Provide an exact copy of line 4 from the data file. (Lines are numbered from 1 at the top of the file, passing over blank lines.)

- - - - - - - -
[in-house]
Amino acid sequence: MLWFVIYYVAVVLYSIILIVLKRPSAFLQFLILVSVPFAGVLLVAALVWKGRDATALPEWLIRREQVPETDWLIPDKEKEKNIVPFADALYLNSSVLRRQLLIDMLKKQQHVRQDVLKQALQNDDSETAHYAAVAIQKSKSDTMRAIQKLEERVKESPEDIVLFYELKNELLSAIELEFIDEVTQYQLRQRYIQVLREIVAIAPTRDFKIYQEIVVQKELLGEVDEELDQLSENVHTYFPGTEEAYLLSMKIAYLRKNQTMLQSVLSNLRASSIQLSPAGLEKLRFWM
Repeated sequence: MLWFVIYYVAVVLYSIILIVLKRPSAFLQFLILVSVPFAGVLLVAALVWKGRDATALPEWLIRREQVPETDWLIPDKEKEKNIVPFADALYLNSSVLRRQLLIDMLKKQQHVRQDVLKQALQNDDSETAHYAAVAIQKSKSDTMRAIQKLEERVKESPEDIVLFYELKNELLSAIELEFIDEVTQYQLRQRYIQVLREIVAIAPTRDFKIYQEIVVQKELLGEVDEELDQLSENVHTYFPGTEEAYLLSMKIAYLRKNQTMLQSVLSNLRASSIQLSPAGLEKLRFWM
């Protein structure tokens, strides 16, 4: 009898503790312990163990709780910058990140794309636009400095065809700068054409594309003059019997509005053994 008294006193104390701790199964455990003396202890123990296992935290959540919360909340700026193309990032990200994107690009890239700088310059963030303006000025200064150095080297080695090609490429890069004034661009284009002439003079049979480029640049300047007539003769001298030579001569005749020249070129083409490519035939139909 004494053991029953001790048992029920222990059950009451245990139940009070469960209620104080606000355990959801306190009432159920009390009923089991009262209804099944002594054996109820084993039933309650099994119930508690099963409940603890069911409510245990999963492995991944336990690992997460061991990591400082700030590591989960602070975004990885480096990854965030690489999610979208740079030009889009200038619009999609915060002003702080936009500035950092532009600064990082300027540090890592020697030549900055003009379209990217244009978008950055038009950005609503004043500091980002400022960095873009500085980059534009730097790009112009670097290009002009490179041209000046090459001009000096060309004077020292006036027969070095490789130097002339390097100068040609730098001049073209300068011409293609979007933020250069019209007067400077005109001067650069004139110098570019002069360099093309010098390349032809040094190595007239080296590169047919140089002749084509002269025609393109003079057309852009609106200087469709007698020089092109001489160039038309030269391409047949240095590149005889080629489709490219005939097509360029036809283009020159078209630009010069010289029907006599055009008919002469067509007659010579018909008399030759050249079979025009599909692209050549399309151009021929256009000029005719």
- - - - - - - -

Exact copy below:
């Protein structure tokens, strides 16, 4: 009898503790312990163990709780910058990140794309636009400095065809700068054409594309003059019997509005053994 008294006193104390701790199964455990003396202890123990296992935290959540919360909340700026193309990032990200994107690009890239700088310059963030303006000025200064150095080297080695090609490429890069004034661009284009002439003079049979480029640049300047007539003769001298030579001569005749020249070129083409490519035939139909 004494053991029953001790048992029920222990059950009451245990139940009070469960209620104080606000355990959801306190009432159920009390009923089991009262209804099944002594054996109820084993039933309650099994119930508690099963409940603890069911409510245990999963492995991944336990690992997460061991990591400082700030590591989960602070975004990885480096990854965030690489999610979208740079030009889009200038619009999609915060002003702080936009500035950092532009600064990082300027540090890592020697030549900055003009379209990217244009978008950055038009950005609503004043500091980002400022960095873009500085980059534009730097790009112009670097290009002009490179041209000046090459001009000096060309004077020292006036027969070095490789130097002339390097100068040609730098001049073209300068011409293609979007933020250069019209007067400077005109001067650069004139110098570019002069360099093309010098390349032809040094190595007239080296590169047919140089002749084509002269025609393109003079057309852009609106200087469709007698020089092109001489160039038309030269391409047949240095590149005889080629489709490219005939097509360029036809283009020159078209630009010069010289029907006599055009008919002469067509007659010579018909008399030759050249079979025009599909692209050549399309151009021929256009000029005719």